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10 considerations before remortgaging your home

If your current mortgage deal is coming to an end, it may be time to start thinking about remortgaging your home. Here’s what you need to know when remortgaging.

Remortgaging your home can be a great way to release equity from your home and secure a better mortgage deal.

Whether it’s a new bathroom in your semi-detached or a new wing to your stately home, remortgaging to make your home more attractive could add to the value of your property.

The other big reason to remortgage is to take advantage of the increasing choice that comes with a booming housing market. Mortgage lenders are offering a huge range of products, so there’s never been a better time to consider making a switch.

Read on to discover how remortgaging can benefit you and the key factors you should consider before switching providers or releasing equity in your home.

How does remortgaging your home work?

Remortgaging your home works by switching to a new mortgage on your existing home. There are two ways you can remortgage your home:

  1. Swap to a new mortgage deal for a lower loan-to-value rate.
  2. Borrow more money by increasing the balance of your mortgage.

You can remortgage with your existing provider or take out a new mortgage rate with a different lender. Read our guide to the remortgaging process for more information.

Top considerations to make before remortgaging

Whether you’re looking to increase your borrowing with your current lender, or to switch to another mortgage company with a better deal, here are our top ten considerations to make before remortgaging your home.

1. Decide whether to improve or move

Liberating cash to invest in home improvements can be a great idea, but it’s best to figure out your future plans first. If you are investing in your home to increase its value for selling, do your homework before you apply to make sure it’s financially beneficial.

Get reliable estimates for everything, including architect’s plans and building regulations inspections, and draw up a realistic budget. You should also estimate how much these renovations could improve the value of your home against what you plan to spend on them.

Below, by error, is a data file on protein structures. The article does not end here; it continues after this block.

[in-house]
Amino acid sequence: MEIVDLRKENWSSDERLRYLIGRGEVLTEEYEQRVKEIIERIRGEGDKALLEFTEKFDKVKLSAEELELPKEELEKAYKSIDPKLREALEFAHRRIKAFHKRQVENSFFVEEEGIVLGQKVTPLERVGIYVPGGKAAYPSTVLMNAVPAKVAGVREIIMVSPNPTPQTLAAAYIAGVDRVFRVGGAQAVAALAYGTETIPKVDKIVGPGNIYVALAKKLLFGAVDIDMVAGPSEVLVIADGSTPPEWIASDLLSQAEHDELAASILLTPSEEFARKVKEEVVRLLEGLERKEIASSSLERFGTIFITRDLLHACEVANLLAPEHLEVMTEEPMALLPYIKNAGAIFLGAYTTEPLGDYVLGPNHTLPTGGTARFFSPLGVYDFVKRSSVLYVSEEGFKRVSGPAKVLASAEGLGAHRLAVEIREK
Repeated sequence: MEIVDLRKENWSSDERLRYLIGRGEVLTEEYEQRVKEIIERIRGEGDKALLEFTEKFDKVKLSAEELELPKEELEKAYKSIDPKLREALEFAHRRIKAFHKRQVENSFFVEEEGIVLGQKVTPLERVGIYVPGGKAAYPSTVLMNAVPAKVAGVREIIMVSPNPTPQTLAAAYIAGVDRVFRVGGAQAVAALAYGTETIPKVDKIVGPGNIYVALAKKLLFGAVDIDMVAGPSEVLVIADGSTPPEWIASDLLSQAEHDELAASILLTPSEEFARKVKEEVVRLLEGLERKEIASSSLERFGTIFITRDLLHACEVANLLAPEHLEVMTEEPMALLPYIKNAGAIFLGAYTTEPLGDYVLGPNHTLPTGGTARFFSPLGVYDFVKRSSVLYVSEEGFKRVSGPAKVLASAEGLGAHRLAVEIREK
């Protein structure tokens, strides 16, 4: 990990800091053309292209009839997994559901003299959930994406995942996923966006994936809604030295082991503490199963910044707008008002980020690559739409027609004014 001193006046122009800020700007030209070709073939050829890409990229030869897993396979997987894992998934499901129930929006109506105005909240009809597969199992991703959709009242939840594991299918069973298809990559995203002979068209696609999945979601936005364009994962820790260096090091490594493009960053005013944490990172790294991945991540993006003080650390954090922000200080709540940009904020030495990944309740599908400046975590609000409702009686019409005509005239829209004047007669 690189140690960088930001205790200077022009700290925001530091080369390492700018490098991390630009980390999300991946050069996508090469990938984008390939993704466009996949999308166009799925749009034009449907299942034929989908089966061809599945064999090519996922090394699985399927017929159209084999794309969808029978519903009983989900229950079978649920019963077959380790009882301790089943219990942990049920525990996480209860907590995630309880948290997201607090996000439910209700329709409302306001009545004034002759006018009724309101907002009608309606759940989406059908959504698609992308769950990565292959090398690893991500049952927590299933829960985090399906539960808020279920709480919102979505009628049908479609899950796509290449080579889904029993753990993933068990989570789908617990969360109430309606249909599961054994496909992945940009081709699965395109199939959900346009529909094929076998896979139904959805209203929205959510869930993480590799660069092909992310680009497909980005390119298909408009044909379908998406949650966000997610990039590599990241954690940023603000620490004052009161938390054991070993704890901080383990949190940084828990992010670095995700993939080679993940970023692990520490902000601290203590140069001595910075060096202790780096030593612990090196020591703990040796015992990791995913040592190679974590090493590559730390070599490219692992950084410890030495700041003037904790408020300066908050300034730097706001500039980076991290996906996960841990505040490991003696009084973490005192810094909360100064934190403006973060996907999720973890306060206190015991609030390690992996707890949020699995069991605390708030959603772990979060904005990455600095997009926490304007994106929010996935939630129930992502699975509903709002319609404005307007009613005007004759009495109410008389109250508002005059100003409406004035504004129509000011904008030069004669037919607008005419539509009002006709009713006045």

2. Find out the true value of your home

Many of us get regular updates from property sites showing the value of our homes shooting up. But remember that these are average estimated figures. Don’t assume that your lender will offer you up to the value of these new estimates - they will take their own valuation.

Instead, you can organise your own valuation. Ask one or two estate agents to value your home as it stands, and the potential value after you have added an extension or home improvement. If your home is worth more now than when you originally took out your mortgage, you may be able to remortgage at a lower loan-to-value rate.

3. See if it does pay to switch

If you’re thinking of switching to a new mortgage, keep an eye out for the expiry date on your fixed term mortgage, if you have one. If you don’t switch before that happens, you’re likely to be put onto the lender’s Standard Variable Rate (SVR) – which may not be the most competitive option.

We recommend looking for a new rate around three to four months before your deal ends, so you can get the best deal and avoid paying SVR. Take a look at our five reasons why remortgaging could save you money for more advice.

4. Compare what’s out there

The mortgage world is a bewildering jungle of different products, so before you pick a new provider, have a look through one of the comparison sites.

It may be tempting to stay with your current lender to save yourself time and effort shopping around. However, studies show 60% of UK lenders charge their existing customers higher rates than those switching from a different lender. So, you could save hundreds of pounds a year just by switching providers.